“The advantages to renting — you can get into the property with low repairs and maintenance, you’re able to be more flexible (and) you can possibly get into better communities because you’re renting versus buying,” Campbell said. “So for some to be able to rent, it will allow them a place to live, which may be a nicer community than what they can afford. The cons of all that is, over time, the rent goes up. As the landlord’s expenses goes up, so does the tenant’s.”

Despite stating that she doesn’t think that she and Morris will ever rent again, Miletic also pointed out one of the pluses of renting.

“I guess one advantage would be if something was broken,” she said. “Our heat was out three times this winter, so having the rental property company take care of it and not having to fix it on our dime was an advantage.”

Campbell shared tips for those who are currently in a situation in which it makes more sense to rent than buy.

“While you’re renting, I tell people, ‘Even if you take a one-year lease somewhere else, continue to look,’” he said. “If someone takes a year lease (and) continues to look while they’re in a lease, they’ll have more flexibility, and in most instances, it’ll work out. … Work hard, save your money and invest — invest in saving money for a down payment.”

Bercheny has observed a change in market conditions that can help make life easier for potential buyers.

“I was remarking on Monday that we had 240 in the general southeast Michigan area — we had 240 new listings. That’s houses that had not previously been on the market,” he said. “And we had 219 price reductions. When those two numbers, new listings and price reductions are very, very close together, now it’s kind of the time where buyers are in a little bit more control; they have a little bit more ability to negotiate.”

Bercheny expanded on his point.

“There’s more houses on the market; there’s more flexibility in the pricing,” he said. “And so, buyers are in a better general standpoint. Doesn’t mean it’s a bad time to sell; it just means that there’s an evening-out of the market.”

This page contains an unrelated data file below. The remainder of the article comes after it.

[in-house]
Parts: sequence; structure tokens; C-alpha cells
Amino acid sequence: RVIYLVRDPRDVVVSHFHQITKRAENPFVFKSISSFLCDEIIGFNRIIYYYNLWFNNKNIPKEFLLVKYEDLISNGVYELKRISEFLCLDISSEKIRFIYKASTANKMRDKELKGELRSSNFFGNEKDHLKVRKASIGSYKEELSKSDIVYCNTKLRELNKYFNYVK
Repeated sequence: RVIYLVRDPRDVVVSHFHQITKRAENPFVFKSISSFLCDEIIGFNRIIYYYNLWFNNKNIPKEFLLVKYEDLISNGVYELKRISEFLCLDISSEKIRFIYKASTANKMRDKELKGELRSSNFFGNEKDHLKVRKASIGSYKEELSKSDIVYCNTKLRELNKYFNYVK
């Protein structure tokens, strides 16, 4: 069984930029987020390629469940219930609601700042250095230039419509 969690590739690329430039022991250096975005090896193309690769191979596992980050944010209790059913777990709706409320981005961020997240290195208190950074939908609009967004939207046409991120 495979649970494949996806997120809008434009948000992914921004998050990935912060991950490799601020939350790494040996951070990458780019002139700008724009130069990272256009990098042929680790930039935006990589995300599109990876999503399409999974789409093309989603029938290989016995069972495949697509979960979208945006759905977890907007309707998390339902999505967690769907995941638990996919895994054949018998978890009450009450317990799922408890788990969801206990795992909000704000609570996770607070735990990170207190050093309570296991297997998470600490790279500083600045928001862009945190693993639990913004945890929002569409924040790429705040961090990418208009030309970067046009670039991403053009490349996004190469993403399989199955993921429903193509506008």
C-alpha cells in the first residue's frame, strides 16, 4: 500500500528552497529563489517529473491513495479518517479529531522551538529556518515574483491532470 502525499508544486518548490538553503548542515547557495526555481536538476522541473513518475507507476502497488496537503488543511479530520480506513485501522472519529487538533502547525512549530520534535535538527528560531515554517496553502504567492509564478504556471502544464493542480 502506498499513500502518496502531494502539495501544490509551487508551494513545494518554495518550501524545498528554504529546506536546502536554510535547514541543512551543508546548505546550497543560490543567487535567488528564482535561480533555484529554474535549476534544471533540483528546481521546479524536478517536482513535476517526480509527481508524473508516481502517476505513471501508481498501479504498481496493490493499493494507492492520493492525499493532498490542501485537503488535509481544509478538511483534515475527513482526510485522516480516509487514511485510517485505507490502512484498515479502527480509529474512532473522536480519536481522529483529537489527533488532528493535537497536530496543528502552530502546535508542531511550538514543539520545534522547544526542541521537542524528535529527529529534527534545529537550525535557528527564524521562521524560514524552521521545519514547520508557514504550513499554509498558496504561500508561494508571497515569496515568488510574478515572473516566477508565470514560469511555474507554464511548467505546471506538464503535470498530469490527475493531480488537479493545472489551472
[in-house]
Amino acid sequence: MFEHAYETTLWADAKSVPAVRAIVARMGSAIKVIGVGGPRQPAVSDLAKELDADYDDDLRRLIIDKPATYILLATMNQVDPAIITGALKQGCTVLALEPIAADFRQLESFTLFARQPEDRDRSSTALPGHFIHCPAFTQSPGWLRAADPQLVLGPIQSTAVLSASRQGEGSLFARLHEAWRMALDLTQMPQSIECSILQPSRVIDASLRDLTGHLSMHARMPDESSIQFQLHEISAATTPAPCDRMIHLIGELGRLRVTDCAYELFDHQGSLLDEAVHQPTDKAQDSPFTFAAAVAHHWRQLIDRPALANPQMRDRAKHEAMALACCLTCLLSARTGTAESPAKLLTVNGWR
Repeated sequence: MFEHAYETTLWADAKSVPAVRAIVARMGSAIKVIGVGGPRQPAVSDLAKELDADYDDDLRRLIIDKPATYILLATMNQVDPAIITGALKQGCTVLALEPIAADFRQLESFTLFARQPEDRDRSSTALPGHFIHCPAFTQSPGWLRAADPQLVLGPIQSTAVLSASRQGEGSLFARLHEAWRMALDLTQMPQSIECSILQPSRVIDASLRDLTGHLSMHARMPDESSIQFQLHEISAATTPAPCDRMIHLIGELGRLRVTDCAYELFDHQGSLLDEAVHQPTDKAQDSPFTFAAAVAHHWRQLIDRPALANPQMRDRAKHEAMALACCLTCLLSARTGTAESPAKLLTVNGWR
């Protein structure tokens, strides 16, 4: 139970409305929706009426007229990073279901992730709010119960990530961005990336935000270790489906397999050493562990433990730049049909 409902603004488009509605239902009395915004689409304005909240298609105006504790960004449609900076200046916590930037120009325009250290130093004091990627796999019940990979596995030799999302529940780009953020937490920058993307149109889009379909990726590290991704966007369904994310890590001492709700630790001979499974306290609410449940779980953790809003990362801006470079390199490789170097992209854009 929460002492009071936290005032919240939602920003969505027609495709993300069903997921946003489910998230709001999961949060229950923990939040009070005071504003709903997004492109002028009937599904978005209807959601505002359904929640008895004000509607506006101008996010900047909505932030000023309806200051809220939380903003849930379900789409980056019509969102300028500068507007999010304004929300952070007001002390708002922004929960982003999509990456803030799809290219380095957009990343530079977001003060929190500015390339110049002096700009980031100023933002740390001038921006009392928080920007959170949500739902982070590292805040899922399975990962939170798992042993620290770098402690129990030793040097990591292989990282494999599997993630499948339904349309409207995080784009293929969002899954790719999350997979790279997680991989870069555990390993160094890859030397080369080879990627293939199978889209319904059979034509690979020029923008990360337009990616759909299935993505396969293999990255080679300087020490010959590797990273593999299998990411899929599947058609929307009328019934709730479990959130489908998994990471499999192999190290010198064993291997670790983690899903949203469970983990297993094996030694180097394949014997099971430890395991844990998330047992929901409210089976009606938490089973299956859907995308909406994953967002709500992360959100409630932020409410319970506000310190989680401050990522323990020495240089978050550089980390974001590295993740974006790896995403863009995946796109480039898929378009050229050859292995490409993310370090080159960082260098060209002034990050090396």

Although Bercheny thinks that rental prices are still a “little high,” he thinks it has started to level off, which is providing more flexibility for those submitting rental applications.

“Overall, I think that both markets are strong, for buyers and for tenants,” he said. “Now is the time for people to say, ‘OK, if I’m spending $2,000 a month on a rental and getting nothing out of it except a roof over my head, what can that $2,000 a month get me if I was buying my own home? … Now that same monthly expense is gaining me something. I’m getting equity, I’m getting wealth (and) I’m getting something more than just giving my landlord some income.’”

Jake Slobin, who is a senior loan officer for Supreme Lending in Farmington Hills, weighed in on the subject of renting versus owning.

“In a lot of instances, we see buyers closing on homes and moving in for less than if they had to rent, where they’d be required to pay application fees, security deposits and first (month’s) rent,” Slobin stated via email. “There are numerous different down payment assistance programs that will help cover your down payment and closing costs.”

Campbell shared his advice for the best way to get educated about when it makes more sense to buy and when it makes more sense to rent.

“Sit down with a good real estate agent,” he said.